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Not all the water in the rough rude sea
Can wash the balm from an anointed king.

(King Richard, Act 3 Scene 2)

The ability of scientists to not only record and analyze brain activity but also influence it is growing, and those in academic circles on all levels — I humbly and respectfully submit — are obliged to address issues related to that phenomenon. Clearly, as per Andrea Capocci’s latest article for Il Manifesto, the dangers — not the potential dangers — are very real, and are getting worse by the day without serious discussion taking place in academia.

Columbia University biologist Rafael Yuste and Seattle University’s philosopher Sara Goering — both cited in the article — told me that their Morningside Group (comprised of neuroscientists and other professionals from four continents) is a “cover” for its sponsor Google, and that the bottom line aim of the Silicon Valley monster is… their business bottom line, and the obligatory attempt to reassure one and all that they are embracing social responsibility.

They are not. Not honoring the necessity of being socially responsible. But whereas that’s to be expected from cold-blooded corporations, teachers and professors on all levels must — obviously — take the higher road. It’s one thing for Rafael (from my prestigious alma mater) and Sara to be going through the motions of addressing the various scenarios which might unfold, but whatever benefits come from that cannot — I submit humbly and respectfully — offset the damage done by giving Google a pass, enabling them to firm up their disingenuous P.R. effort. Rafael and Sara are, then, both complicit in what is slated to come down vis-a-vis technological horror.

Perhaps it’s too late to expect people from the world of Publish and Profit or Perish to be ethical as per the standards I’m underscoring here. There’s peer pressure on the best campuses that almost precludes doing the right thing respecting our collective crises. And that’s just one point among many I could cite that keeps our horrid momentum in gear courtesy of our best campuses.

But what about teachers in middle schools and high schools? The elementary schools too. What can they do? [Pause.] They can do a lot, but first the instructors must self-educate about the proliferation of dangers associated with Silicon Valley products and ultimate goals.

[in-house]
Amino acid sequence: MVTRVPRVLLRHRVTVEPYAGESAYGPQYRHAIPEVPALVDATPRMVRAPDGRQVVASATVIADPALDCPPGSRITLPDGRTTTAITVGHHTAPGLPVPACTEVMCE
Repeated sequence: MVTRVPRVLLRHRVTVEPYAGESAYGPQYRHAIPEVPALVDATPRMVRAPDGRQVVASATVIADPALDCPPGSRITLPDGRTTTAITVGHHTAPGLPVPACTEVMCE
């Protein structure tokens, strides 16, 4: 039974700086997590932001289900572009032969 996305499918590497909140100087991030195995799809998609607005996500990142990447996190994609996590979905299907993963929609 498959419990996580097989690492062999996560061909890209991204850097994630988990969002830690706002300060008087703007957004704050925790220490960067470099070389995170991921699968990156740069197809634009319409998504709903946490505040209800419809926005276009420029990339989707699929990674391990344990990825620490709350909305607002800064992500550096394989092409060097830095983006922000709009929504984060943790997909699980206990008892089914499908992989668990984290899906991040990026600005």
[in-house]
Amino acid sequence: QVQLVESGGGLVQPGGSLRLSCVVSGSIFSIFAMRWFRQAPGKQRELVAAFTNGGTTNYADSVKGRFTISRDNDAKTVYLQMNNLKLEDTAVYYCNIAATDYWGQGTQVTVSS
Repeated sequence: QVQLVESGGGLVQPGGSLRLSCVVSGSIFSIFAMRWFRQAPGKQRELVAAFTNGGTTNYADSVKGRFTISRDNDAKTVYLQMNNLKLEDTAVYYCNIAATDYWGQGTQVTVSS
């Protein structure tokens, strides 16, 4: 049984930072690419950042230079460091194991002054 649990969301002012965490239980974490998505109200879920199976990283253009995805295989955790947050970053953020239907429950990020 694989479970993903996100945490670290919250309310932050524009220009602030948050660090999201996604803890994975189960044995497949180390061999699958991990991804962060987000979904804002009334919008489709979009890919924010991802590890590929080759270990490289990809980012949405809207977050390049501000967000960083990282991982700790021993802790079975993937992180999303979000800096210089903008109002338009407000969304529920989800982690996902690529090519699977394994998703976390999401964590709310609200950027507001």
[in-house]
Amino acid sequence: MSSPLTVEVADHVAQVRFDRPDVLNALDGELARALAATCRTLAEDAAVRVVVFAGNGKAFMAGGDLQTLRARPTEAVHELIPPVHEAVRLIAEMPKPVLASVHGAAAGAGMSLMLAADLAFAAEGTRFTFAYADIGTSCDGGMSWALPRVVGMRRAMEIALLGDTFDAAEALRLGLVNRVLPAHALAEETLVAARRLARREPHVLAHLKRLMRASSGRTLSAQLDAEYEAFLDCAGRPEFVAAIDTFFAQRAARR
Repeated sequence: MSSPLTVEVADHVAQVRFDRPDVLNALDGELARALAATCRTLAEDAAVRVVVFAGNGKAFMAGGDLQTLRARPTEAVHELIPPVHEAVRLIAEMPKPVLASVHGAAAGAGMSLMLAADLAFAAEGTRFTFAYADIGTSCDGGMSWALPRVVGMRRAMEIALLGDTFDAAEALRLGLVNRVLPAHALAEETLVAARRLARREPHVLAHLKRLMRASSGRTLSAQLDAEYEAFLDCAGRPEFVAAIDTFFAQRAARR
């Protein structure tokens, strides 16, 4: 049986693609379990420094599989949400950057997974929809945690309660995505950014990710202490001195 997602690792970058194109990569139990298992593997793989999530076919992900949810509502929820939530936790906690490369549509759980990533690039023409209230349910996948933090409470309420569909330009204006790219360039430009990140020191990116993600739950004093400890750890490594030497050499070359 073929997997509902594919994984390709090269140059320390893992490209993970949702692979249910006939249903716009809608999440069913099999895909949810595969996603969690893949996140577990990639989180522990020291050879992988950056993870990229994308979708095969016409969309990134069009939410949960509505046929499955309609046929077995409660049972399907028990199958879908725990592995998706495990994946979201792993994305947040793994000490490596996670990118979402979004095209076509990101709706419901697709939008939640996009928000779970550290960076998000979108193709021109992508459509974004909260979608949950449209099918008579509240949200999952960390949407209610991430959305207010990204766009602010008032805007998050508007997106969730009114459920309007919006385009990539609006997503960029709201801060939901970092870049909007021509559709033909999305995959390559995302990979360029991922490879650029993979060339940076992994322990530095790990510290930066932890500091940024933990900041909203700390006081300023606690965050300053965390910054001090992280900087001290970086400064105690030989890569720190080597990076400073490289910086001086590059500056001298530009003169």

At present administrators and educators across the board — and virtually all influential members in all communities nationwide — look at Silicon Valley almost as having divine qualities, holding the key to our collective future, indispensable to the health of our classrooms. Serious questioning of their motives and nature went out the window long ago, once societal habits were established (as addictions), and Facebook and the like began to make huge donations to educational institutions on all levels.

We have a New National Religion now, and it’s all integrated into the Silicon Valley agenda. It must be made human again… humbled. And only a new generation of children are capable of teaching adults how to handle The Monstrosity of Our Times on a level that honors our common humanity.

Where are our Brave New Teachers, capable of confronting those they must answer to… in the name of providing our youth with viable options to what’s presently on the table for them? Let’s face it, all students are not meant to jump onto the STEM track, and yet — truth be told — that’s psychologically what youngsters are led to believe holds happiness for them in the future, Science and Technology. Critical thinking is spotlighted as being VERY important to educators on various school websites, but I can tell you from visiting hundreds of elementary, middle and high school campuses that constructive criticism of Silicon Valley is pretty much verboten… or laughed out of the classroom. Critical thinking is reserved for generic application, and that doesn’t allow for dishonoring our God.

In Julius Caesar, Shakespeare presents us with the spectacle of a man becoming a god. But in Richard II he permits us to witness a god becoming a man. As a consequence of what one might call political logic, Richard was thought to be , and thought himself to be, somehow divine: to have the right and the capacity to rule men, a king ought to have a superior nature, must be a god or the representative of a god; because he must be, he is. The play tells the tale of Richard’s dethroning and his agony as he faces the moaning human condition for the first time.

For the first time, we need teachers to step up to the plate and knock Silicon Valley out of the park. Meaning, out of the classroom… as a god.

That would be a good start for the new ballgame we must play, washing the balm away.

Richard Martin Oxman has been an educator for over half-a-century, and he is always open to interacting with students, their parents, educators and members of communities all along the demographic spectrum. He can be reached at aptosnews@gmail.com.

 

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